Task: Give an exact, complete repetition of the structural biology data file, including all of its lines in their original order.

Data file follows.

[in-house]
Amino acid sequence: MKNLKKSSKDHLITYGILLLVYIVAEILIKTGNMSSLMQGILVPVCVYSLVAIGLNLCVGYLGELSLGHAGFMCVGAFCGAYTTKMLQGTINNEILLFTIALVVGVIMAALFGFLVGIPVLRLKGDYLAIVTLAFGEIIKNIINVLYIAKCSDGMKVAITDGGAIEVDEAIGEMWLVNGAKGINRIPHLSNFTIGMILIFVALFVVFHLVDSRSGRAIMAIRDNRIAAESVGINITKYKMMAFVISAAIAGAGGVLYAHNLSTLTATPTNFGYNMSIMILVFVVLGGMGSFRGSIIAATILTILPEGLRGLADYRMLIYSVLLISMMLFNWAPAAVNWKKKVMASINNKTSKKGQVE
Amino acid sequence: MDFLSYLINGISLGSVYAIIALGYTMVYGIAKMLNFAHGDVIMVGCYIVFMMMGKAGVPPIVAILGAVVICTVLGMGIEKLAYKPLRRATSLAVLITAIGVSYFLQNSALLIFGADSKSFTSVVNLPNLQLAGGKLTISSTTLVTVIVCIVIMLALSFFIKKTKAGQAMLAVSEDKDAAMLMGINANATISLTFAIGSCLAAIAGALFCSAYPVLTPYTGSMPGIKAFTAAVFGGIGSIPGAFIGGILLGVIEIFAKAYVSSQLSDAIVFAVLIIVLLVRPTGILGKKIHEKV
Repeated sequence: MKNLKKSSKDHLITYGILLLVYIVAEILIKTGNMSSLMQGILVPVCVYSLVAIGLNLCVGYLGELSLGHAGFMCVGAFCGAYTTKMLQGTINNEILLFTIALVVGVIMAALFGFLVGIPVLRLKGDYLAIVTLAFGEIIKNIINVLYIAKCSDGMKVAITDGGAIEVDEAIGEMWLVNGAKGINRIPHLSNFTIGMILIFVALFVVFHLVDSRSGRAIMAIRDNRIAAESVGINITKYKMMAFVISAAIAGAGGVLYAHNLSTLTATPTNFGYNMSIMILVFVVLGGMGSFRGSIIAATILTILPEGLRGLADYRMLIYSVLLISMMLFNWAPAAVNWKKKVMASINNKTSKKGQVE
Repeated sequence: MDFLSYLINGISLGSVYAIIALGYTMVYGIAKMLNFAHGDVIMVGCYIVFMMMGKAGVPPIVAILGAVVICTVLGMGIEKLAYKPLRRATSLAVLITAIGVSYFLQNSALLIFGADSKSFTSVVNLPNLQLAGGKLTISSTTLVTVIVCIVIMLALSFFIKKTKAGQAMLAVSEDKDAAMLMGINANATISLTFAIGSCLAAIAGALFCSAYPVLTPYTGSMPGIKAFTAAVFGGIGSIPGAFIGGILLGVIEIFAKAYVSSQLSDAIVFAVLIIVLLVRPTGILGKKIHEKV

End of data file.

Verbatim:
[in-house]
Amino acid sequence: MKNLKKSSKDHLITYGILLLVYIVAEILIKTGNMSSLMQGILVPVCVYSLVAIGLNLCVGYLGELSLGHAGFMCVGAFCGAYTTKMLQGTINNEILLFTIALVVGVIMAALFGFLVGIPVLRLKGDYLAIVTLAFGEIIKNIINVLYIAKCSDGMKVAITDGGAIEVDEAIGEMWLVNGAKGINRIPHLSNFTIGMILIFVALFVVFHLVDSRSGRAIMAIRDNRIAAESVGINITKYKMMAFVISAAIAGAGGVLYAHNLSTLTATPTNFGYNMSIMILVFVVLGGMGSFRGSIIAATILTILPEGLRGLADYRMLIYSVLLISMMLFNWAPAAVNWKKKVMASINNKTSKKGQVE
Amino acid sequence: MDFLSYLINGISLGSVYAIIALGYTMVYGIAKMLNFAHGDVIMVGCYIVFMMMGKAGVPPIVAILGAVVICTVLGMGIEKLAYKPLRRATSLAVLITAIGVSYFLQNSALLIFGADSKSFTSVVNLPNLQLAGGKLTISSTTLVTVIVCIVIMLALSFFIKKTKAGQAMLAVSEDKDAAMLMGINANATISLTFAIGSCLAAIAGALFCSAYPVLTPYTGSMPGIKAFTAAVFGGIGSIPGAFIGGILLGVIEIFAKAYVSSQLSDAIVFAVLIIVLLVRPTGILGKKIHEKV
Repeated sequence: MKNLKKSSKDHLITYGILLLVYIVAEILIKTGNMSSLMQGILVPVCVYSLVAIGLNLCVGYLGELSLGHAGFMCVGAFCGAYTTKMLQGTINNEILLFTIALVVGVIMAALFGFLVGIPVLRLKGDYLAIVTLAFGEIIKNIINVLYIAKCSDGMKVAITDGGAIEVDEAIGEMWLVNGAKGINRIPHLSNFTIGMILIFVALFVVFHLVDSRSGRAIMAIRDNRIAAESVGINITKYKMMAFVISAAIAGAGGVLYAHNLSTLTATPTNFGYNMSIMILVFVVLGGMGSFRGSIIAATILTILPEGLRGLADYRMLIYSVLLISMMLFNWAPAAVNWKKKVMASINNKTSKKGQVE
Repeated sequence: MDFLSYLINGISLGSVYAIIALGYTMVYGIAKMLNFAHGDVIMVGCYIVFMMMGKAGVPPIVAILGAVVICTVLGMGIEKLAYKPLRRATSLAVLITAIGVSYFLQNSALLIFGADSKSFTSVVNLPNLQLAGGKLTISSTTLVTVIVCIVIMLALSFFIKKTKAGQAMLAVSEDKDAAMLMGINANATISLTFAIGSCLAAIAGALFCSAYPVLTPYTGSMPGIKAFTAAVFGGIGSIPGAFIGGILLGVIEIFAKAYVSSQLSDAIVFAVLIIVLLVRPTGILGKKIHEKV